"Our fans have been really clear to us that that value that they've come to expect from McDonald's has never frankly been more important to them," he continued. "We're committed to continuing to have that ability to provide our customers those kind of offers, whether it's through our everyday value meal or unique offers we're making through national or local promotions or exclusive offers through the app."

When asked if the company has plans to further reduce prices to help customers struggling with high food costs, Hassan reiterated that they are "making sure those value offers are still on the menu."

He also explained that McDonald's looks to add value beyond just monetary savings deals.

"You connect through great unique experiences -- and we've been doing that whether through unique merchandise offers -- we did a program in July where we gave fans exclusive access to concerts through the app," he said, adding that their latest offer ties in culture, art and nostalgia.

McDonald's has raised prices in several countries due to increasing costs of goods and global supply chain issues, but when asked if U.S. customers can expect to see similar increases, Hassan said, "We try to monitor when we do those things in a way that they're not hitting the customer too hard, but the reality is we continue to provide our customers with great value -- making sure we have offers available."

The newest offer from the Golden Arches is a Cactus Plant Flea Market Box, which Hassan said was inspired by the "universal familiar experience that we all had as children" when you got a Happy Meal.

"We thought it'd be a great way to capture that joy and wrap it up in a great experience for adults," he said of the collaboration with CPFM, which created the design of the box and the McDonaldland or Cactus Buddy figurines.

"You go through that same kid-like experience. You get to choose a Big Mac or 10-piece McNugget with world-famous fries and a drink," Hassan said of the new meal deal.

The limited time boxes hit restaurants nationwide on Oct. 3 and are available while supplies last.

Plus, fans who buy the box on the McDonald’s app will automatically be entered for a chance to score exclusive merchandise for free each week, including T-shirts and hoodies, a Grimace chair and custom McDonald’s sign from the set of a TV commercial as grand prizes.

There is also a full line of limited-edition CPFM x McDonald’s gear available online.

Copyright © 2022, ABC Audio. All rights reserved.

Student loan forgiveness: Key dates and details so far

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(WASHINGTON) -- Within days, millions of Americans are expected to be able to take their first steps to cancel up to $20,000 in debt under President Joe Biden's federal student loan forgiveness program -- a multibillion-dollar initiative cheered on by advocates but which already faces legal challenges.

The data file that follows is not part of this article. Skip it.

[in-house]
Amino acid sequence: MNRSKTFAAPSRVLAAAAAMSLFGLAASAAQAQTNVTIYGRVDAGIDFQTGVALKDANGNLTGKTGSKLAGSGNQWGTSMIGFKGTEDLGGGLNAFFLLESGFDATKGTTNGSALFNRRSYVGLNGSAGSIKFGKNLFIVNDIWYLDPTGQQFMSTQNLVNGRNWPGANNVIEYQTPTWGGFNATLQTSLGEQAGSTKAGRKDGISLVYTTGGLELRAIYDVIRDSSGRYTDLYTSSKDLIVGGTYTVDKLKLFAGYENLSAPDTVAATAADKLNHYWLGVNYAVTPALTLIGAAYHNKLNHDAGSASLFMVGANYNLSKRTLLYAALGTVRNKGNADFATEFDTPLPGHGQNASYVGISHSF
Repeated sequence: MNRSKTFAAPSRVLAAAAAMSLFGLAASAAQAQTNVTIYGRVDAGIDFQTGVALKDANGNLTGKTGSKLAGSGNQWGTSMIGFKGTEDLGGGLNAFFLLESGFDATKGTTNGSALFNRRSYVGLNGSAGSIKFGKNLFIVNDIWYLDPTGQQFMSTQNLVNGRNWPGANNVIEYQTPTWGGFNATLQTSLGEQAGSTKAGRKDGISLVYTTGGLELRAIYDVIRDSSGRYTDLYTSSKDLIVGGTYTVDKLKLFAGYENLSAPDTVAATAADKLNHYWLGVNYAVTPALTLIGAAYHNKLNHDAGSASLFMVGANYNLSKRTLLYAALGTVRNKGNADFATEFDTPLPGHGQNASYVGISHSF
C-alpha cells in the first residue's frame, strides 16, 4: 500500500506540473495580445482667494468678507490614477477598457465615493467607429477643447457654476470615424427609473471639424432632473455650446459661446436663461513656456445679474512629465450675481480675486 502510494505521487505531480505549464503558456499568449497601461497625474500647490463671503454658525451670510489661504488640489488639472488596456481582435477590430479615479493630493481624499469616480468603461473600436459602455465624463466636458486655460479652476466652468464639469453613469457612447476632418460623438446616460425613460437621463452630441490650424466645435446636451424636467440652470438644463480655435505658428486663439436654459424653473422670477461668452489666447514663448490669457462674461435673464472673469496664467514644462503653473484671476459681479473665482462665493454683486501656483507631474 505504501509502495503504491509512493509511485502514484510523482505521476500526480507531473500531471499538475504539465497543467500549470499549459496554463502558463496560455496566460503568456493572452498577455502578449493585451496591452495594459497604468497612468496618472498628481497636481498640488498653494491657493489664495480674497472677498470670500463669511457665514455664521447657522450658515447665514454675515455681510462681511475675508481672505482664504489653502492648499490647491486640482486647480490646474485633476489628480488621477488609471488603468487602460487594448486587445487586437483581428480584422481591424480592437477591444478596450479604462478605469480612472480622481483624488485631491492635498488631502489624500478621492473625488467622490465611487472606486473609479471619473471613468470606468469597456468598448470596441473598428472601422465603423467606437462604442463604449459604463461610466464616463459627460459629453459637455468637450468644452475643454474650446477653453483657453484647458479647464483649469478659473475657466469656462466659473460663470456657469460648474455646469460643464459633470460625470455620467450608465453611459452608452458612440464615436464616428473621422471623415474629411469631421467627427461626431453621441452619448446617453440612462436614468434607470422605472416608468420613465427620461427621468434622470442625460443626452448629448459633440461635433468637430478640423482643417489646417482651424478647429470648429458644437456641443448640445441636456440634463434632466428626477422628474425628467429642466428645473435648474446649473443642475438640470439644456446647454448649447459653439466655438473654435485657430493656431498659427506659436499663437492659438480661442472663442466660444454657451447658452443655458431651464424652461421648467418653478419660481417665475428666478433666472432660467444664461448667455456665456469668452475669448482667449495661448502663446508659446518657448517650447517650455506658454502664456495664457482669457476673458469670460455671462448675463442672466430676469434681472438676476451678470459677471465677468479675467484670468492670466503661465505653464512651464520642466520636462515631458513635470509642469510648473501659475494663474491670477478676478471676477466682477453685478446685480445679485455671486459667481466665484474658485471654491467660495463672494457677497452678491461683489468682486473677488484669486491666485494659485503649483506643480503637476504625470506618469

The Biden administration announced in August that single borrowers who earn under $125,000 can qualify for $10,000 in federal school loan debt cancellation while those who are married qualify for that amount if their joint income is under $250,000 (as calculated by gross adjusted income from 2020 or 2021).

Recipients of Pell grants -- which are designed for people with "exceptional financial need," according to the government -- are eligible for an additional $10,000 to be canceled, or $20,000 total

Of the 43 million federal student loan borrowers who have accrued more than $500 billion in debt, most will need to fill out an application to see if they qualify for forgiveness. Only about eight million of those borrowers will automatically have their debt canceled, according to the White House, because the Department of Education already has their income information.

On Thursday, the Biden administration quietly excluded some borrowers of Perkins loans and Federal Family Education Loans (FFEL). Both groups formerly qualified for loan cancellation. While some four million Americans in total have these loans, an administration official told ABC News that only about 770,000 people will be affected by the change.

At a Sept. 26 briefing, White House press secretary Karine Jean-Pierre said there would be additional updates on the application process "very soon." The administration maintains that the "simple process" will open in early October.

Outside experts are more skeptical of how smoothly the program will run.

"When you see the huge numbers that the administration projects will benefit from this initiative, that all depends on people being able to take these steps and have that debt relief applied to their account in a way that actually works," said Mike Pierce, executive director of the Student Borrower Protection Center, an advocacy group.

Here are the key dates and details, so far, for applying for student loan forgiveness:

Early October: Loan forgiveness applications open